What is a “selenium eclipse?”  The Weird “Blood Moonset-Sunrise” Coming to America Next Week

What is a “selenium eclipse?” The Weird “Blood Moonset-Sunrise” Coming to America Next Week

If you live in New York or pretty much anywhere on the east coast down to North Carolina, get ready to see something strange happen at sunrise.

In the early hours of Tuesday, November 8, 2022, the last total ‘Blood Moon’ eclipse for three years will be visible from North America.

It’s a celestial event lasting over five hours, during which our satellite will drift and then exit Earth’s shadow into space. As the Moon reaches the center of the shadow it will take on a reddish-copper color. It will be visible to everyone in North America, Pacific and East Asia. Most astronomers will tell you that it is best seen in western North America, where we will see it in its entirety.

However, this is not true if your ambition is to see a rare ‘selenel’ eclipse – a masterclass in the physics of light.

What is a “selenium” eclipse?

“A selenium eclipse occurs when the Moon fully rises at sunset (in the evening, in the east) or sets completely at sunrise (in the morning, in the west),” said Patricia Reiff, an American space physicist at the University Rice. in Houston, Texas that operates a dedicated eclipse website.

How can this happen? The Moon is only eclipsed when it moves in the Earth’s shadow in space, so it is directly opposite the Sun. The phenomenon occurs due to the curvature of the Earth – our planet’s atmosphere refracts the images of the Sun and Moon and makes them appear in slightly different positions.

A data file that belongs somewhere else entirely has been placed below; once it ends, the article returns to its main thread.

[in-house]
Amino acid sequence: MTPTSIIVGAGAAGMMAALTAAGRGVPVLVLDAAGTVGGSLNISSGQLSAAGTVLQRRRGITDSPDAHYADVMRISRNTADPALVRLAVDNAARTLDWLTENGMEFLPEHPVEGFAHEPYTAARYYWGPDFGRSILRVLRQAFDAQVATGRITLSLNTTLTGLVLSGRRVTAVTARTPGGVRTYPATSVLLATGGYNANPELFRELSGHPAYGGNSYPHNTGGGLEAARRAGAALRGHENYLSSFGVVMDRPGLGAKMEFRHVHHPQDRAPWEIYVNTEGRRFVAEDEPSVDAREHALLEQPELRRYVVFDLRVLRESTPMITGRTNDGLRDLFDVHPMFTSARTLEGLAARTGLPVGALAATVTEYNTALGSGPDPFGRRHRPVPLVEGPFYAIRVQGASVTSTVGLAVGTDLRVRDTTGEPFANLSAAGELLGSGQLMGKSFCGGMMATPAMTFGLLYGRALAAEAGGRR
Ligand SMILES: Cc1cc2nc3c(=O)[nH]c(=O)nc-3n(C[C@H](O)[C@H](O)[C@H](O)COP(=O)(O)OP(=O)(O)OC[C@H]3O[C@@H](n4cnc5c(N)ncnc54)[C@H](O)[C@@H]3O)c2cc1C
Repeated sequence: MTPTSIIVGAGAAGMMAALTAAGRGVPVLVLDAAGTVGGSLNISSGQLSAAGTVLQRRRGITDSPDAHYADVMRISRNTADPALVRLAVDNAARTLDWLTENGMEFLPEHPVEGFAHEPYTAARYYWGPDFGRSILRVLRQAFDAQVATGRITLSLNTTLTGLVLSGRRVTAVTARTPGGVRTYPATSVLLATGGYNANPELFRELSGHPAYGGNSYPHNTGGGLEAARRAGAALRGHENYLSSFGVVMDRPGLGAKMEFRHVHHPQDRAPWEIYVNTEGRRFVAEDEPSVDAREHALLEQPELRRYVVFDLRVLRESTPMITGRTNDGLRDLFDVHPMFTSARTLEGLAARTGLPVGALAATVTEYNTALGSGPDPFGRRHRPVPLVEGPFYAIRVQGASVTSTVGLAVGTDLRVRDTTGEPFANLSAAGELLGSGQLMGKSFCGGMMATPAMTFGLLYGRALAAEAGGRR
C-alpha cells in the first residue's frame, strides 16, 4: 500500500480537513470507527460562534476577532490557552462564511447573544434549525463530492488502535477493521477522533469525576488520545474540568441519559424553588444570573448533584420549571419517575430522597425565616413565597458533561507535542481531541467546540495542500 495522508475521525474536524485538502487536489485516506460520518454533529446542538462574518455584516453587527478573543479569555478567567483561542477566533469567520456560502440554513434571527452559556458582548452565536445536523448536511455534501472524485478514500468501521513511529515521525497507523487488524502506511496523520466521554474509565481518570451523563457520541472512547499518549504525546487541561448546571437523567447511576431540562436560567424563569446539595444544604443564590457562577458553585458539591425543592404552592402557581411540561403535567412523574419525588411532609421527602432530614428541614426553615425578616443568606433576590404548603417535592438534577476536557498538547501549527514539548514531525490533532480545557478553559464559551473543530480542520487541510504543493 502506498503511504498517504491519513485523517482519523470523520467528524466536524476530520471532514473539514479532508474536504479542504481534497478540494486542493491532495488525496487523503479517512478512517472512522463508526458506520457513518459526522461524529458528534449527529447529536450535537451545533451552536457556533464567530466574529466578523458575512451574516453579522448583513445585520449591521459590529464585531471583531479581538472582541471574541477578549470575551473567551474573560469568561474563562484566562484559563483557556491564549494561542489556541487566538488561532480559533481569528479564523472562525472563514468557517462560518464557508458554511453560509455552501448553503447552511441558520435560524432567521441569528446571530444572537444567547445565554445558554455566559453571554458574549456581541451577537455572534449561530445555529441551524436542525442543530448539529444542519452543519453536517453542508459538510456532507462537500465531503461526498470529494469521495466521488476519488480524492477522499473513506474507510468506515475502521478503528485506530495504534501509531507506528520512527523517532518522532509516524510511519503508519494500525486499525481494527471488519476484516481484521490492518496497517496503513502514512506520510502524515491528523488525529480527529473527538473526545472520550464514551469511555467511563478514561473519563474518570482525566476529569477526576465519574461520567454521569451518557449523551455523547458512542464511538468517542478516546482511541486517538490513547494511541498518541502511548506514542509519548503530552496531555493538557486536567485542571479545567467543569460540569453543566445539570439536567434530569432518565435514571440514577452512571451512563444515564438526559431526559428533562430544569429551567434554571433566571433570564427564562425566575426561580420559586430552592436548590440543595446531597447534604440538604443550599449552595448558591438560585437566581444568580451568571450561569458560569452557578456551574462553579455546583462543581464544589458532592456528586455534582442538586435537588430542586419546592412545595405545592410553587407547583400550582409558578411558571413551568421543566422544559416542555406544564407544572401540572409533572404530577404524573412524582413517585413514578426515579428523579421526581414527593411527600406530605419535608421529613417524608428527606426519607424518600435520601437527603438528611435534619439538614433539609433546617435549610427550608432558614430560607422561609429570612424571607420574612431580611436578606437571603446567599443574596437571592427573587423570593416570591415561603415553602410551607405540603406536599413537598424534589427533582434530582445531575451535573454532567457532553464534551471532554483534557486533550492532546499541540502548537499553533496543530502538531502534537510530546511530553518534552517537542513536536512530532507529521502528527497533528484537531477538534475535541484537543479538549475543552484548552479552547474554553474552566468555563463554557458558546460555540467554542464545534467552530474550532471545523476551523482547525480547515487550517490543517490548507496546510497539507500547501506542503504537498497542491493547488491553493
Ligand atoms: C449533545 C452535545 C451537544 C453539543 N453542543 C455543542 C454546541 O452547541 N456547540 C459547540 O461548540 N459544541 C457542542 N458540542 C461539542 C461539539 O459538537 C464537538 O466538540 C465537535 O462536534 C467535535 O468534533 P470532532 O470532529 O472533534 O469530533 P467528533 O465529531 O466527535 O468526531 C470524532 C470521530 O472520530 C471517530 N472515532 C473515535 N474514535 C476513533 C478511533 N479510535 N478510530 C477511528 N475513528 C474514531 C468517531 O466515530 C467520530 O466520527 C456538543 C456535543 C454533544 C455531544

It is a relatively rare event for a particular location because this alignment is only possible in a narrow band on the Earth’s surface that covers both morning and evening. “Each lunar eclipse has two selenelion bands, but they may not be visible from the US,” says Reiff.

However, as of November 8, 2022, one of these selenelion bands is in the US.

Because ‘Blood Moon’ is reddish

During the Moon’s long journey through Earth’s shadow, the only light reaching the lunar surface will have first been filtered through Earth’s atmosphere. This makes it red. Short-wavelength blue light from the Sun hits molecules in Earth’s atmosphere and scatters, but longer-wavelength red and orange light travel more easily directly, hitting fewer molecules. So the dominant color of light seen on the Moon for this short time will be towards the red end of the spectrum.

The physics is the same as for a sunset or sunrise. In fact, during a lunar eclipse, the phenomenon can be said to be thousands of sunrises and sunsets projected simultaneously on the lunar surface.

What the observer sees during a lunar eclipse at sunrise or sunset is the red light from the Sun – both in the Sun’s disk and the eclipsed Moon – with the blue part of the sunlight scattered over the Earth’s atmosphere.

Who will see a morning selelion eclipse?

A lunar eclipse is a global event that occurs at the same global time for all observers, but where you are on our planet determines what you will see. Locations that see a completely eclipsed “Blood Moon” near midnight, when the Moon is high in the sky, are said to have the best views mainly because all the different phases can be seen.